Might as well start with Storm G Tanisha Wright, seeing how my mentioning of Wright as a first-team WNBA pick irked some on my Twitter timeline. It’s an opinion vote, so fans can have theirs and it can not count all the same. But mine isn’t a homer pick.
My ballot rules remain the same. A team has to reach the postseason to be considered. Only one pick broke that personal criteria this season, Tulsa’s Gary Kloppenburg as Coach of the Year. The Shock improved its win total, won the regular-season series against the Storm 3-2 to nearly clinch a playoff berth for the first time since relocating from Detroit in 2010 and Tulsa lost five games in overtime, which again, could have helped them get to postseason play. Considering this was done with a young squad that required tough decisions — benching a touted draft pick being one — Klop gets my nod despite not reaching the only goal in pro sports — postseason play to win a championship.
So, back to Wright and the team everyone said would be booty due to offseason surgeries in All-Star mainstays Sue Bird (knee) and Lauren Jackson (hamstring). The Storm finished 17-17, one better than last season with the hobbled stars. The Storm finished at .500, which either matched or is better than three of the Eastern Conference playoff teams. (FYI, there are only four playoff teams) Seattle swept No. 3 seed Phoenix and was 2-2 against No. 2 seed Los Angeles this season. What I’m saying is you can’t tell me Wright shouldn’t be considered a top player in the league because the Storm lost 17 games.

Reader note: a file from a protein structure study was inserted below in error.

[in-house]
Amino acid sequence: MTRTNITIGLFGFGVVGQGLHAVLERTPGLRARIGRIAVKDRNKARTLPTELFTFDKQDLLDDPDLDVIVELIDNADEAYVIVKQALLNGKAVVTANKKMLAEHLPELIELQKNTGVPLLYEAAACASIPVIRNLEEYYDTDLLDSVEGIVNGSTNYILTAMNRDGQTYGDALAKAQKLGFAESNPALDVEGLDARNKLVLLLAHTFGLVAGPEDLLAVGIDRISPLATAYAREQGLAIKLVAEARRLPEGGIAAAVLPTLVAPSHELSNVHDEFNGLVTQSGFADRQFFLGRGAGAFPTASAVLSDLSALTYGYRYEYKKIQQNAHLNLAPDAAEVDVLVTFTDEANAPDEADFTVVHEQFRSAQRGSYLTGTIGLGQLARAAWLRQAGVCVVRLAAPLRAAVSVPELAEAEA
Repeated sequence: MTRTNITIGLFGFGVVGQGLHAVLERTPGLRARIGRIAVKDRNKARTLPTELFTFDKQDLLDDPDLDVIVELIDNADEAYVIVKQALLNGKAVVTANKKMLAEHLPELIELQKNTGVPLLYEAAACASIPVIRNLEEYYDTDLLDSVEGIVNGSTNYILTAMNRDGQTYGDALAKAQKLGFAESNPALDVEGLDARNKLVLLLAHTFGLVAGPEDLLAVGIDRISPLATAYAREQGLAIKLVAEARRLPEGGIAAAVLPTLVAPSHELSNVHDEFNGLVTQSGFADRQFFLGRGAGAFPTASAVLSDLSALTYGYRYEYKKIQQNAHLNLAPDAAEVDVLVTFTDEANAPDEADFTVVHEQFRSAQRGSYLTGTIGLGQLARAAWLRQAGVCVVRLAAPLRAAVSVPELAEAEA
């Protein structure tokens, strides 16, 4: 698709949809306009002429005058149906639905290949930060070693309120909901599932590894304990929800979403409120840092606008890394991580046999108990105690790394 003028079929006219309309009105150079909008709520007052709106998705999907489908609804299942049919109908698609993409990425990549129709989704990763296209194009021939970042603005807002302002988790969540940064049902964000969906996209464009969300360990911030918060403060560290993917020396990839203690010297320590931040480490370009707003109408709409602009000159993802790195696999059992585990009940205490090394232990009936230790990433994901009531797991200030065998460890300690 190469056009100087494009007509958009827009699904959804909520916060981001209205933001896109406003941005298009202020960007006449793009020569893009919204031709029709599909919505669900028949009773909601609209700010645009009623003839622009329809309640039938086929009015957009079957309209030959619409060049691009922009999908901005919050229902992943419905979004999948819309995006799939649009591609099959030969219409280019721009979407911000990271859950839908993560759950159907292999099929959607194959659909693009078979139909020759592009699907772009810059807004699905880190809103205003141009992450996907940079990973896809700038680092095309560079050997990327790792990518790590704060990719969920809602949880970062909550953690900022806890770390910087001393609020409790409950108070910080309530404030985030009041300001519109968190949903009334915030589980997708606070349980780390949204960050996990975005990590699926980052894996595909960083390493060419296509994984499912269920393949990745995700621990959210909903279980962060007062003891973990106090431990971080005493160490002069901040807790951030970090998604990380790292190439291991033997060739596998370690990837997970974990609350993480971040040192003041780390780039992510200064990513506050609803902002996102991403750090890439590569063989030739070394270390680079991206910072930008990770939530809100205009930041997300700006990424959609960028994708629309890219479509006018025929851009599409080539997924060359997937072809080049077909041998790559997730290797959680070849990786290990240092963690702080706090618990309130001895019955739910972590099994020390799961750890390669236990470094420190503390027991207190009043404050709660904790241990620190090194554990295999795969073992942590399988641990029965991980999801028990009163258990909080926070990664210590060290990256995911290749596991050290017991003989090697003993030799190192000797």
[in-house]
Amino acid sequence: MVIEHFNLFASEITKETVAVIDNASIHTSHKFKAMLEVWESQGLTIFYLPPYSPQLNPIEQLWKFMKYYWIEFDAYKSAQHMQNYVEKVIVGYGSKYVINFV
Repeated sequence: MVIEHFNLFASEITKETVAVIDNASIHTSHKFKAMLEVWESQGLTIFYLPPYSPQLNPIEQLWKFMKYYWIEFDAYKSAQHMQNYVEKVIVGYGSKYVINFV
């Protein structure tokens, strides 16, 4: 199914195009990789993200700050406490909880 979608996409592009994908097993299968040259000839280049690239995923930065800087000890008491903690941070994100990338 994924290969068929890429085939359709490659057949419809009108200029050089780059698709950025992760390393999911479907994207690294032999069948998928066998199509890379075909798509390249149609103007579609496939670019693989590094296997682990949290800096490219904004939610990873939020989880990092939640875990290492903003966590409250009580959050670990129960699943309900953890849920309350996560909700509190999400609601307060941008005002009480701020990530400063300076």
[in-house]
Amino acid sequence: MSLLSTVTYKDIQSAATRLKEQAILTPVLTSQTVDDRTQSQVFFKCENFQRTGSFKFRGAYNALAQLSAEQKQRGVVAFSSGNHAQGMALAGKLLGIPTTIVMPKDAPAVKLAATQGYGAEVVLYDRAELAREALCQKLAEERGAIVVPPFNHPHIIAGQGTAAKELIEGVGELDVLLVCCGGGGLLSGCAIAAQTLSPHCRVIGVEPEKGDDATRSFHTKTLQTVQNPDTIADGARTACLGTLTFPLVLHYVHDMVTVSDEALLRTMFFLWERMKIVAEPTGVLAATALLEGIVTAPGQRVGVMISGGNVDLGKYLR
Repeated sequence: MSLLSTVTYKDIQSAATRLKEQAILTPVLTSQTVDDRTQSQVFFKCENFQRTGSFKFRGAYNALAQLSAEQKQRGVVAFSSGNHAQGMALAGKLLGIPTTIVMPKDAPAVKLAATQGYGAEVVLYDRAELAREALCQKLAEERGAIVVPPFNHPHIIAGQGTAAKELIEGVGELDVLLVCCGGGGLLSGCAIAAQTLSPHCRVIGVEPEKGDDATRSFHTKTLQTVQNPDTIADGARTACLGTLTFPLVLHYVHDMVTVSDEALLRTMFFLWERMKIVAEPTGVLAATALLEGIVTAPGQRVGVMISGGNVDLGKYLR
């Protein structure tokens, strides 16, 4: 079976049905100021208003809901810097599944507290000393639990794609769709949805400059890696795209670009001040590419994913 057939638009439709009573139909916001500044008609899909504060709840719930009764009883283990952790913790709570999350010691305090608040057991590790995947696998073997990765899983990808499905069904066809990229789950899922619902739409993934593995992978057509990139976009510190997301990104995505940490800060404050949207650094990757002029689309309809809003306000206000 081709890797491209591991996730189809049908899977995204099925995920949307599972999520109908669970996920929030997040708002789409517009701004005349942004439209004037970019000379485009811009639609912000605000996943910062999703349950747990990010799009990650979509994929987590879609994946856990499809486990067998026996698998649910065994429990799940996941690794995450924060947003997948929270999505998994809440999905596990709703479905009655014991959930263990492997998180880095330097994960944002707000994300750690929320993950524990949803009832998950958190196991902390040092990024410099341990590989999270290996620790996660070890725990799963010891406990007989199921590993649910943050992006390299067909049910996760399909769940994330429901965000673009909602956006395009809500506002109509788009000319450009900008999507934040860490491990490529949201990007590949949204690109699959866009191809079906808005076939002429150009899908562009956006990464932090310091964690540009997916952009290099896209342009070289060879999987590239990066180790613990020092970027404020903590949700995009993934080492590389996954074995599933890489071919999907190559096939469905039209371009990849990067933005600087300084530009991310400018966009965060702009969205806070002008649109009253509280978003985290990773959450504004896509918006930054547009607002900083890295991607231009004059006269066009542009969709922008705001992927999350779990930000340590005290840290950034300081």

I vote by position — the old-school small forward, power forward, center, point guard, shooting guard lineup. The WNBA also requires voters to vote players by the position they start, so Candace Parker can play all over the court if coach Carol Ross would like, Parker is still a center on my ballot and not better than Sylvia Fowles (Chicago), so Parker is all-WNBA second-team.
I don’t care about the Olympics or college. I love this retort from fans, journalists and PR reps who actually put these stats in their emails to promote their players for regular-season awards, however. This is the WNBA. Only WNBA stats count when evaluating a WNBA season. Take your gold medals and NCAA championships or college records and marvel at them in the stands. It means nothing on a WNBA court; otherwise Chicago wouldn’t have the second-best record in the WNBA. (FYI, Sky F Swin Cash is the only Olympic and NCAA champion on the Chicago roster)
I pooled all my favorite shooting guards — Kristi Toliver (LA), Seimone Augustus (Minnesota), Epiphanny Prince (Chicago), Shavonte Zellous (Indiana) and, of course, Diana Taurasi (Phoenix). Then I looked them over and gee, Wright helped shutdown Toliver, Taurasi, and Augustus. Prince shamed Wright and the Storm’s defense at KeyArena, but was widely inconsistent this season. Zellous was a second-place against any of the rest because the Fever finished 16-18, worse than the other players’ teams.